If you file a complaint against a legislator and then blab to the media about it, your complaint is automatically dismissed. That protection doesn't apply to ethics complaints involving the executive branch. It should.
First of all, the entire editorial was one of the most unprofessional ever penned by the ADN editorial staff. Its research was incredibly faulty. It endorsed a position of less strenuous ethics laws in a state that is in the midst of sending ethically challenged politicians to prison at a rate of about 2.7 per year, in spite of state laws that are so weak the Feds have to step in to bust our political crooks.
Secondly, it seemed to indicate that the writer (anonymous, at that) knew something about what is going on here that the complainants didn't. But its lofty tone disallowed the readers from being in on the "goodies."
Is the ADN stretching the story out to build readership in the narrative of the editorial? Or, more likely, are they having to creatively deal with their latest harangues from state employee Bill McAllister and Palin employee Meghan Stapletongue?
The McCain-Palin 2008 campaign forever changed Alaska politics. Until September 2008, we were mostly an under-informed state. Politicians took advantage of that. Since then, as the nation looked at our ways in a manner that was glaring, some took their responsibility more seriously than others.
As the crowds outside of Palin appearances were documented by Alaska bloggers and Outside bloggers for their racist, millennialist and anti-science makeup, we challenged local media to cover that. They didn't.
As Palin became the biggest American political joke of the 21st century, Alaska bloggers challenged local media to cover that. They didn't.
When, after the McCain-Palin ticket's historic loss, Alaska media failed to gauge it for what it meant in terms of Palin's role, and Alaska bloggers challenged our media to assess that, they started to turn on us.
When the major failures of Palin during the 2009 legislative session became clear, Alaska progressive bloggers told a far more accurate and comprehensive story of that, and of the emerging rural Alaska food and fuel crisis, than did Alaska's established media. During that time, the resentment of some organs of Alaska's traditional media toward emerging media has grown, though it is sometimes subtle.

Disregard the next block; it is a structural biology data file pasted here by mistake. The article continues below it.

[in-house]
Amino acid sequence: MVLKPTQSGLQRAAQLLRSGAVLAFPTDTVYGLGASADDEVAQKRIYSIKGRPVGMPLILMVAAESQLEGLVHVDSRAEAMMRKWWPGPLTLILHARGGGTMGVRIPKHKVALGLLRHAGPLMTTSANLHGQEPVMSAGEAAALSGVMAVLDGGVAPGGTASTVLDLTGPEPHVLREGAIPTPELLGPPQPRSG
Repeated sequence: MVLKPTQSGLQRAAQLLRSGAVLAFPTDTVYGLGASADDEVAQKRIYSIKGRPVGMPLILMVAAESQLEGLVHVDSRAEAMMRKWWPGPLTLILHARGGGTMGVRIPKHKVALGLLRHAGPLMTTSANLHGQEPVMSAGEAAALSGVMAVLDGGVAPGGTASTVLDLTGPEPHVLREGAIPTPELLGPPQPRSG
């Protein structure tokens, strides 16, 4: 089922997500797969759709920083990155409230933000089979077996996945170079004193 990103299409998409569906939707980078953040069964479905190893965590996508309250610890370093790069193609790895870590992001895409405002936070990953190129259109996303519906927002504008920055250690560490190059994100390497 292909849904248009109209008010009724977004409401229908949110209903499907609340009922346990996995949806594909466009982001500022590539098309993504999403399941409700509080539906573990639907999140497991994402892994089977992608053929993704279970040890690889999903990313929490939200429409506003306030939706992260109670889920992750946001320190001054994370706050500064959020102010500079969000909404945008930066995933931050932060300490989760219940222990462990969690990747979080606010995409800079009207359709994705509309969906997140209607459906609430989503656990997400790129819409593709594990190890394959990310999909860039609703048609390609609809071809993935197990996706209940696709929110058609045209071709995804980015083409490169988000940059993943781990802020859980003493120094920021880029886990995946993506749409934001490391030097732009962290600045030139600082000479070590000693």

Alaska's progressive bloggers' role in covering most of the ethics complaints against Gov. Palin is common knowledge among people who closely follow Alaska politics. But, just like the Anchorage Daily News, for instance, has never given a fair assessment of Ray Metcalfe, they aren't even close to considering giving us one. Nobody is holding their breath waiting for a fair evaluation, though.
Instead, they couch their resentment against our increasing role in Alaska media with veiled stuff hidden in exceedingly poorly written editorials, like their paean to Wayne Anthony Ross' Attorney General confirmation, their endorsement of Anchorage Mayor-elect Dan Sullivan, and their uninformed bullshit about ethics law.
While the ADN calls for more protections for our governor, Alaska's bloggers are helping to create the ADN's and other media outlets' successor formats. Monday, Alaska progressive icon Jeremey Lansman put Camille Conte back on the air. Briefly. But more may come from this.
Lansman's operations need a better signal on the FM airwaves. This potentially new paradigm needs a comprehensively thought out, monetized and publicized format.
I'd like to see the IBEW have the courage to audit where their money went between Aaron Selbig's termination and last week.
Selbig had a few months that came close to breaking even, one month that may have even done that. From what I hear, that wasn't the case in their KUDO financing since the April, 2008 changes. Why?
I'd like to see something like Lansman's duct-tape, solder, perspiration and quirky genius machinery go up against Alaska's ossifying media empires, head-to-head, face-to-face, hour-to-hour, with good, honest publicists promoting the packages.
Two Updates from the Comments - Wednesday, 3:40 p.m:
Jeremy Lansman wrote:
FYI - I am working on rebuilding the 92.5 KWMD translator. It is broadcasting silence now, but when we get audio back into it it, I hope before Friday, should extend a good signal to Eagle River and much of Mat-Su. As KWMD (FM) is solid in central Kenai, and much of South Anchorage its coverage should be roughly comparable to KUDO (AM). The important question is where is the funding for local hosted programs of a different political outlook than those on KENI, KBYR and KFQD? It would be nice to think that some more progressive business people would support alternatives to the right wing media blasters, but I won't hold my breath.
And commenter Roger linked to an excellent article written yesterday by my firedoglake friend bmaz. It is about other aspects of new media vs. old, particularly, the case of the Boston Globe.
image - Camille Conte & Jeremy Lansman broadcasting on Monday - by Steve Aufrecht